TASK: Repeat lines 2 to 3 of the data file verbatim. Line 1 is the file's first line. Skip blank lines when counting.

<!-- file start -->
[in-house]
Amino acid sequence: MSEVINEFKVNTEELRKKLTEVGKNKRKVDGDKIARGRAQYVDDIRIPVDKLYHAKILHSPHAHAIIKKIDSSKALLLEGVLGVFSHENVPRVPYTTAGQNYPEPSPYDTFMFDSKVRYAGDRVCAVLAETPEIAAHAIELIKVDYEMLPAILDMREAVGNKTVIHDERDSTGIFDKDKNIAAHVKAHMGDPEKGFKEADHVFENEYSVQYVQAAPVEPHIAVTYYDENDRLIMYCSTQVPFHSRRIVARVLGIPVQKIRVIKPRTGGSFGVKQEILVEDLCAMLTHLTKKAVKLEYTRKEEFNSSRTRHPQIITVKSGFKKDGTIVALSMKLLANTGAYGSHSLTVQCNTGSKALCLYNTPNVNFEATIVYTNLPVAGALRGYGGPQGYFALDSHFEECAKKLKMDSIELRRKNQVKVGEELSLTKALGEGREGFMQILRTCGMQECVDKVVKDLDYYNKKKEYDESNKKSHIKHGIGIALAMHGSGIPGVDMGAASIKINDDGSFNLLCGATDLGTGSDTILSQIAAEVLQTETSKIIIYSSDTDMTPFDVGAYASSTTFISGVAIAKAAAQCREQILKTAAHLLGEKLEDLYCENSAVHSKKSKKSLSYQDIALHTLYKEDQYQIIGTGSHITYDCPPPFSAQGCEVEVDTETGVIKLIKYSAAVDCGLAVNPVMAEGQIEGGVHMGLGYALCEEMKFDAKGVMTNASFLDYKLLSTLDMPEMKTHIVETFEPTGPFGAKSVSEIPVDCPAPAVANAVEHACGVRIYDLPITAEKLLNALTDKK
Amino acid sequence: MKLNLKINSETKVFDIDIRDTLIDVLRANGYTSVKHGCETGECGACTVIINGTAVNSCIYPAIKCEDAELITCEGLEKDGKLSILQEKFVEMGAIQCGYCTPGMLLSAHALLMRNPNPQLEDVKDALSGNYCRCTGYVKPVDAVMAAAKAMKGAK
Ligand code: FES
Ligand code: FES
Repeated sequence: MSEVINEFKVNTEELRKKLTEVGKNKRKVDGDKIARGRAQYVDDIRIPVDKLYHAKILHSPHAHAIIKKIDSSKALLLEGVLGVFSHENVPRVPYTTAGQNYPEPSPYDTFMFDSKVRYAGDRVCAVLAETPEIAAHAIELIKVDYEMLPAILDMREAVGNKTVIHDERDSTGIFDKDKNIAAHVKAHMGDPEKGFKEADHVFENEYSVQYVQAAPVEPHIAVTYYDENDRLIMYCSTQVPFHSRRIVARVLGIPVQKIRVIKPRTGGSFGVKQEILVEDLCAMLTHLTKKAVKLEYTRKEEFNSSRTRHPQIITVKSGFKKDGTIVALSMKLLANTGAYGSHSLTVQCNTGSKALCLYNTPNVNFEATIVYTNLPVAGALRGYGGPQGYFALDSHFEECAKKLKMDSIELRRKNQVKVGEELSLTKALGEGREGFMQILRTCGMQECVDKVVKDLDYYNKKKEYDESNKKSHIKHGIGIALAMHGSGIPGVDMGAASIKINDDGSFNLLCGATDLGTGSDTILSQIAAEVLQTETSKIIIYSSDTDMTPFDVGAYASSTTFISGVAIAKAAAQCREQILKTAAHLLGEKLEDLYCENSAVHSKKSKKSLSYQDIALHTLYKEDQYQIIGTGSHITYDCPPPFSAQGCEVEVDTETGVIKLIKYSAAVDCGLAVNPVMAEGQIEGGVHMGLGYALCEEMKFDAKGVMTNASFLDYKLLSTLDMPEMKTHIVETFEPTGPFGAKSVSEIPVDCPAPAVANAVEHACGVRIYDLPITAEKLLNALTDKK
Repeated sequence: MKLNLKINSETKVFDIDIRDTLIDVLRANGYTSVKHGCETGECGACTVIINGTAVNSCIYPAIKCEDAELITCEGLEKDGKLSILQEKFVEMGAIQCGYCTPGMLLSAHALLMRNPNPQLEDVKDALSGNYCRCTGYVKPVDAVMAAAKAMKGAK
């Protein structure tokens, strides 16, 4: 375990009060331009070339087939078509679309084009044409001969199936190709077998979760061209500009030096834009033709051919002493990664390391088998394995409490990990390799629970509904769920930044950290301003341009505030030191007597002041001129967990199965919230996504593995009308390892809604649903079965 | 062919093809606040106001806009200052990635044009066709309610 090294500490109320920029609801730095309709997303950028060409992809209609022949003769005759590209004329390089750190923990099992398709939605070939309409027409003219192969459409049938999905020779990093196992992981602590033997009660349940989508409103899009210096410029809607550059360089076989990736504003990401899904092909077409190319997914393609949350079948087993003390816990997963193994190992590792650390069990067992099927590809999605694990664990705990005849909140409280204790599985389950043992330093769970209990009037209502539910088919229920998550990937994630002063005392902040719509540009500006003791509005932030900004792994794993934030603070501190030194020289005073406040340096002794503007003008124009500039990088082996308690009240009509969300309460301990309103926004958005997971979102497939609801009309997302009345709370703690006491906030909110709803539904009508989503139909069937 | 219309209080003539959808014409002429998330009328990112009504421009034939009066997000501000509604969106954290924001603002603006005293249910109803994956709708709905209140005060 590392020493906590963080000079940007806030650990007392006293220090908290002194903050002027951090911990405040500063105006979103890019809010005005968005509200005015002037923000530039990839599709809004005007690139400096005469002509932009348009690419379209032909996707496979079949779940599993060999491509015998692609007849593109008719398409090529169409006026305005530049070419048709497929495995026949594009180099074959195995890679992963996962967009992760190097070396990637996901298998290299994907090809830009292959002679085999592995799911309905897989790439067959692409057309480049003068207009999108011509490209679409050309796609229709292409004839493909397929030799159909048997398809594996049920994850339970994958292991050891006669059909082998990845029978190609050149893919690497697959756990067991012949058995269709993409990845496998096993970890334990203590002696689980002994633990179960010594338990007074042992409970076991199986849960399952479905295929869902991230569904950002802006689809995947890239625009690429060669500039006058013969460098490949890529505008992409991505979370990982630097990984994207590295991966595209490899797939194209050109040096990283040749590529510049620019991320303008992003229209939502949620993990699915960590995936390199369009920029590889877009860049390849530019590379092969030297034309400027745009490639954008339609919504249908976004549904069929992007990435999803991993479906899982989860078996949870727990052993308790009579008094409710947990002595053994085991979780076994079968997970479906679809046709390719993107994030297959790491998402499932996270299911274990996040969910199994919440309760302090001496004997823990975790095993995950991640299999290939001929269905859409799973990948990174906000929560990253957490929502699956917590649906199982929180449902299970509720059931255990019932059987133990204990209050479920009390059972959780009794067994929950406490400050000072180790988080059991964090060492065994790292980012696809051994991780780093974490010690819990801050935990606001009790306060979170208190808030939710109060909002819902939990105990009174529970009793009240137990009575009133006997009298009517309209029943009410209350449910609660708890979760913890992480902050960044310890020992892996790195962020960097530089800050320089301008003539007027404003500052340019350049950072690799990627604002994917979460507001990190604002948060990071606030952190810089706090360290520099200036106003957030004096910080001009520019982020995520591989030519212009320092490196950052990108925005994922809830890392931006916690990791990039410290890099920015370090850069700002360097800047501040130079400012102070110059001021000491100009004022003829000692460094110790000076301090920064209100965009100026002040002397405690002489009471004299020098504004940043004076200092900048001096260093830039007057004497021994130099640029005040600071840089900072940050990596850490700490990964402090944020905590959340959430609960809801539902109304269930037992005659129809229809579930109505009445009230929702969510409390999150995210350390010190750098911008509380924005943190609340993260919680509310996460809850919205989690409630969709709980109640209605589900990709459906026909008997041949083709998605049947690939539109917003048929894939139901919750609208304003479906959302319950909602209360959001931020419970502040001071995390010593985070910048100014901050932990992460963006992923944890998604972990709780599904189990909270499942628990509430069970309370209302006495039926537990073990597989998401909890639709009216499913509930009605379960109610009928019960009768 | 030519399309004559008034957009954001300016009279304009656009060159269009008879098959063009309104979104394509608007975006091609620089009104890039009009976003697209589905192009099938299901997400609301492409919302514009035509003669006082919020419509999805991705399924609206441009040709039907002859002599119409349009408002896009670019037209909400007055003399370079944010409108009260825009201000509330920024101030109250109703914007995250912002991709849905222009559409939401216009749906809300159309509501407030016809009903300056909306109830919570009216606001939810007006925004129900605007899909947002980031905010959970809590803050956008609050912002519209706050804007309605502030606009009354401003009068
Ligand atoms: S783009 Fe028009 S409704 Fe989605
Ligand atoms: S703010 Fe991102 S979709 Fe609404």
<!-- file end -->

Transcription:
Amino acid sequence: MSEVINEFKVNTEELRKKLTEVGKNKRKVDGDKIARGRAQYVDDIRIPVDKLYHAKILHSPHAHAIIKKIDSSKALLLEGVLGVFSHENVPRVPYTTAGQNYPEPSPYDTFMFDSKVRYAGDRVCAVLAETPEIAAHAIELIKVDYEMLPAILDMREAVGNKTVIHDERDSTGIFDKDKNIAAHVKAHMGDPEKGFKEADHVFENEYSVQYVQAAPVEPHIAVTYYDENDRLIMYCSTQVPFHSRRIVARVLGIPVQKIRVIKPRTGGSFGVKQEILVEDLCAMLTHLTKKAVKLEYTRKEEFNSSRTRHPQIITVKSGFKKDGTIVALSMKLLANTGAYGSHSLTVQCNTGSKALCLYNTPNVNFEATIVYTNLPVAGALRGYGGPQGYFALDSHFEECAKKLKMDSIELRRKNQVKVGEELSLTKALGEGREGFMQILRTCGMQECVDKVVKDLDYYNKKKEYDESNKKSHIKHGIGIALAMHGSGIPGVDMGAASIKINDDGSFNLLCGATDLGTGSDTILSQIAAEVLQTETSKIIIYSSDTDMTPFDVGAYASSTTFISGVAIAKAAAQCREQILKTAAHLLGEKLEDLYCENSAVHSKKSKKSLSYQDIALHTLYKEDQYQIIGTGSHITYDCPPPFSAQGCEVEVDTETGVIKLIKYSAAVDCGLAVNPVMAEGQIEGGVHMGLGYALCEEMKFDAKGVMTNASFLDYKLLSTLDMPEMKTHIVETFEPTGPFGAKSVSEIPVDCPAPAVANAVEHACGVRIYDLPITAEKLLNALTDKK
Amino acid sequence: MKLNLKINSETKVFDIDIRDTLIDVLRANGYTSVKHGCETGECGACTVIINGTAVNSCIYPAIKCEDAELITCEGLEKDGKLSILQEKFVEMGAIQCGYCTPGMLLSAHALLMRNPNPQLEDVKDALSGNYCRCTGYVKPVDAVMAAAKAMKGAK